Sector & service specialists


The mobility sector has been occupied with a range of big issues from figuring out the details of phasing out combustion engine cars to continuing battles over trucking reforms and the never-ending effort to streamline air traffic services.  All this means that the transport sector has been beefing up its representation in Brussels massively in recent years.

COVID-19 hit every branch of the transport sector, particularly airlines but they are rebounding strongly now.  Indeed transport is a major contributor to the economy (4.8% – or €548bn – in gross value added overall for EU countries), and sustains over 11 million jobs in Europe.  International tourism is expected to fully recover pre-pandemic levels in 2024, with estimates pointing to 2% growth above 2019 levels.

EU policy aims to help our transport systems meet the major challenges facing them including congestion, oil dependency, greenhouse gas emissions, infrastructure and competition.

There are numerous Brussels transport associations from the global International Association of Public Transport (UITP) to those representing individual sectors from airlines to railways, and from bicycles to electric vehicles. Many of Brussels top corporate affairs spenders like Volkswagen, BMW and Daimler have a stake in the transport debate, as do many tech companies including Google.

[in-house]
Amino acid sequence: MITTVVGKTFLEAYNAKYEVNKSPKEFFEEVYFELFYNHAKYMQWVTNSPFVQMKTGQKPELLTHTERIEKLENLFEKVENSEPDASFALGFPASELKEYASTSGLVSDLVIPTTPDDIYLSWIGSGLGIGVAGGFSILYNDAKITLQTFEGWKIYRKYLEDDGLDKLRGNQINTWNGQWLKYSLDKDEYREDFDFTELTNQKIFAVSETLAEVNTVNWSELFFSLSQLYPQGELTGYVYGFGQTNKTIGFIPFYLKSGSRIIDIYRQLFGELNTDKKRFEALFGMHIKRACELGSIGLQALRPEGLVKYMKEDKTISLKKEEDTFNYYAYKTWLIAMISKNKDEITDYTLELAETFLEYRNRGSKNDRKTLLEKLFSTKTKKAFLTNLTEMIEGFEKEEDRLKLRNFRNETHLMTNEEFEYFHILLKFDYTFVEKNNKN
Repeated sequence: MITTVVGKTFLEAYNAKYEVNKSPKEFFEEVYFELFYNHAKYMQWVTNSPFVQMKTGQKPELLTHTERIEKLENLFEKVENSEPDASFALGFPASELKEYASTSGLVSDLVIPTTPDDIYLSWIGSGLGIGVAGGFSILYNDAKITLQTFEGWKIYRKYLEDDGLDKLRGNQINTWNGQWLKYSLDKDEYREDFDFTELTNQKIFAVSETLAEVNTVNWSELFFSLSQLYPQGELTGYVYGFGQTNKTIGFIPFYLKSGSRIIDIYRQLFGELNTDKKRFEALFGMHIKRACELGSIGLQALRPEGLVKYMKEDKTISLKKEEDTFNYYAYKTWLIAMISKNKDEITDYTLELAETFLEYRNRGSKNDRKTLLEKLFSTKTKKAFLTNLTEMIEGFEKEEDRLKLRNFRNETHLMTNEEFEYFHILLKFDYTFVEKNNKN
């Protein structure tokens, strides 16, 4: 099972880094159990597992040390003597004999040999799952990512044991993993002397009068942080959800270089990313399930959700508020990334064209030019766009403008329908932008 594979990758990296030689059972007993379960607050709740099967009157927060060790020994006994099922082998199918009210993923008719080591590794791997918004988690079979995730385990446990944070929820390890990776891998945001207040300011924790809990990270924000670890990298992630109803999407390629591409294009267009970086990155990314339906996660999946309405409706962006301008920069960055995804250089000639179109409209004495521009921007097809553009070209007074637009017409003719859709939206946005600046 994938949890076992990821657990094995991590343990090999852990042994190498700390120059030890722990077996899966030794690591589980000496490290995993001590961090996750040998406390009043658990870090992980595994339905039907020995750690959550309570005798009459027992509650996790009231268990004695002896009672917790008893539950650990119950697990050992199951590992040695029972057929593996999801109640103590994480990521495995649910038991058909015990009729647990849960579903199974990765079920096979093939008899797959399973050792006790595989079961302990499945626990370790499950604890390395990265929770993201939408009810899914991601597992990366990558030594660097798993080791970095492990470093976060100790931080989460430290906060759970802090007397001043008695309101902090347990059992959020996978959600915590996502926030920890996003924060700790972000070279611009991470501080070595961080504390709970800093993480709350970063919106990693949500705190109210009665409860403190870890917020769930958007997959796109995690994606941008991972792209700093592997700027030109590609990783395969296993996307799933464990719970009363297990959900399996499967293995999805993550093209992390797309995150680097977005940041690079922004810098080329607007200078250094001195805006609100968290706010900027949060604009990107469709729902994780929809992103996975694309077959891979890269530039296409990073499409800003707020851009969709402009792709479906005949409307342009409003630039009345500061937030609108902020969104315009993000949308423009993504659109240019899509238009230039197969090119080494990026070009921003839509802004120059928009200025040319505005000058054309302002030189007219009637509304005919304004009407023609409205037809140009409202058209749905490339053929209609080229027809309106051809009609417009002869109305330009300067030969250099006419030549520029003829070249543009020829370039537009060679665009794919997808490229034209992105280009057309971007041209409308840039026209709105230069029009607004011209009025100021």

Specialist Law firms

As long ago as the Treaty of Rome, Member States stressed the importance of a common transport policy by devoting a separate title to it. Transport was therefore one of the Community’s first common policy areas. Alongside the opening-up of transport markets and the creation of the Trans-European Transport Network, the ‘sustainable mobility’ model will take on even greater importance between now and 2020 — particularly in view of the constant rise in greenhouse gas emissions from the transport sector, which threatens to jeopardise the European Union’s efforts to achieve its climate goals.

European Parliament Factsheet

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